Tuesday, July 21, 2009

Arbitration Firm Agrees to Settle False Advertising Case

This posting was written by William Zale, Editor of CCH Advertising Law Guide.

The National Arbitration Forum—the country’s largest administrator of credit card and consumer collections arbitrations—has agreed to get out of the business of arbitrating credit card and other consumer collection disputes, in order to settle a false advertising, consumer fraud, and deceptive trade practices action filed by Minnesota Attorney General Lori Swanson.

The Forum allegedly misrepresented its independence and hid from consumers and the public its extensive ties to the collection industry. The Forum is named as the arbitrator of consumer disputes in tens of millions of credit card agreements.

According to Attorney General Swanson’s complaint, the Forum allegedly told consumers and the public that it is independent and neutral, operates like an impartial court system, and is not affiliated with and does not take sides between the parties. The Forum allegedly worked behind the scenes, however, to convince credit card companies and other creditors to insert arbitration provisions in their customer agreements and then appoint the Forum to decide the disputes.

The complaint also alleged that the Forum has financial ties to the collection industry. The company allegedly arbitrated 214,000 consumer arbitration claims in 2006, nearly 60 percent of which were filed by laws firms with which the Forum is linked through ties to a New York hedge fund.

“The National Arbitration Forum remains committed to consumer arbitration as the best and most affordable option for consumers to resolve disputes quickly and efficiently. However, the FORUM lacks the necessary resources to defend against increasing challenges to arbitration on all fronts, including from state attorneys general and the class action trial bar,” said Mike Kelly, CEO of Forthright, which provides administrative services for the Forum.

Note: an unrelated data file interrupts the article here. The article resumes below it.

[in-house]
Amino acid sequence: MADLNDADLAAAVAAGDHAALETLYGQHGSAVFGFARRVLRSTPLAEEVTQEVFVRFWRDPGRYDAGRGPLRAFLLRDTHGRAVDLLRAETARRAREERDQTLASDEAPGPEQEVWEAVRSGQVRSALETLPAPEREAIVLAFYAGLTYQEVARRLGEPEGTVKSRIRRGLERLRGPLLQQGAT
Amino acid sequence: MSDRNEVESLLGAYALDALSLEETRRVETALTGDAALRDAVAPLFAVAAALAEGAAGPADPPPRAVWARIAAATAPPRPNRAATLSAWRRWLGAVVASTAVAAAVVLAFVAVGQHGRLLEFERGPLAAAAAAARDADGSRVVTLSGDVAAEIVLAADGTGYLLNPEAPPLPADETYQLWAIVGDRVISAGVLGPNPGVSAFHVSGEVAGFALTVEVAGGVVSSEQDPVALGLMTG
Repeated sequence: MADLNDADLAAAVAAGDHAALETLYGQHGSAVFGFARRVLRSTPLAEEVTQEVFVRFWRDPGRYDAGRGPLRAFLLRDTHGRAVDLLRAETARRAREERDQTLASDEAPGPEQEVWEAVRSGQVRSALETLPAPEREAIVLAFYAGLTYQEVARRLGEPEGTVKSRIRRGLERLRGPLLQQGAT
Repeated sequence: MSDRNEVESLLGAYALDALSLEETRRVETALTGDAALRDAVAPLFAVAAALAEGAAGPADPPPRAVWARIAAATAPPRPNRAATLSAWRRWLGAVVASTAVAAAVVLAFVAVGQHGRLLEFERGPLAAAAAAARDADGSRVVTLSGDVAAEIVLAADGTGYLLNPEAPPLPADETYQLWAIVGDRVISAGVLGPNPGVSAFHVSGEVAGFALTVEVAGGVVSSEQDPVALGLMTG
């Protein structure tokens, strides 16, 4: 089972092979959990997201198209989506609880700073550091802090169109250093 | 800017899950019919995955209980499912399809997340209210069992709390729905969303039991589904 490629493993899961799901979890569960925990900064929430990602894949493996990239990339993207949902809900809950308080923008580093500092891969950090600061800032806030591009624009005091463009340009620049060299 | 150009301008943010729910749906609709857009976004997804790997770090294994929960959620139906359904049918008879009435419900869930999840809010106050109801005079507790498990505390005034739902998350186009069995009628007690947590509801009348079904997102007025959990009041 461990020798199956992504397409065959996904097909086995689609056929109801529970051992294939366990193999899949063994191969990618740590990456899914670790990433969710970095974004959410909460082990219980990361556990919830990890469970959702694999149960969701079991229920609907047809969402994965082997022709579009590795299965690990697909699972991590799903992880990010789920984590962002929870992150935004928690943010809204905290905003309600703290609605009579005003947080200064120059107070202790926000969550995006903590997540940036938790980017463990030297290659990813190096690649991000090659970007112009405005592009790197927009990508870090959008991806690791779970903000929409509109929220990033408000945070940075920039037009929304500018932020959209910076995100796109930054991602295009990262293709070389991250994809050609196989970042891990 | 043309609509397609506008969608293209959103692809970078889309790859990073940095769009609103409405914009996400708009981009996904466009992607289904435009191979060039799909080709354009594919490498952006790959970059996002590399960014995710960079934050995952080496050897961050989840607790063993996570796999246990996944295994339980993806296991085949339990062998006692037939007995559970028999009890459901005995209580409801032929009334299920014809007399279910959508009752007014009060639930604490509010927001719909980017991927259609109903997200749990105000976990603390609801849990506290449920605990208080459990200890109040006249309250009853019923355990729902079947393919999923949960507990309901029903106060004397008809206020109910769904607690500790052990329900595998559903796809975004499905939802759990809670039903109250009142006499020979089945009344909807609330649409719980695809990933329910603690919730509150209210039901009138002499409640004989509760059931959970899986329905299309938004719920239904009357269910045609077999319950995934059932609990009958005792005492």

Pending Federal Legislation

Legislative proposals pending in both houses of Congress threaten to eliminate pre-dispute arbitration, according to the Forum’s press release announcing the settlement. The Arbitration Fairness Act of 2009 (S. 931/H.R. 1020) would invalidate every pre-dispute contractual arbitration agreement that is part of a consumer, financial or franchise dispute. The Fairness in Nursing Home Arbitration Act (S. 512/H.R. 1237) would eliminate pre-dispute mandatory arbitration in all nursing home contracts. Legislation before the House to create a new Consumer Financial Protection Agency (H.R. 3126) would provide regulatory authority to restrict or eliminate consumer arbitrations.

In announcing the settlement on July 20, Attorney General Swanson said that she had accepted an invitation from Congressman Dennis Kucinich, Chairman of the Congressional Committee on Oversight and Government Reform, to testify before the Committee. She said she would ask Congress to prohibit the use of mandatory pre-dispute arbitration clauses in consumer contracts.

“The playing field is tilted against the ordinary consumer when credit card companies bury unfair terms like forced arbitration clauses in fine print contacts. Congress should change that,” said Swanson.

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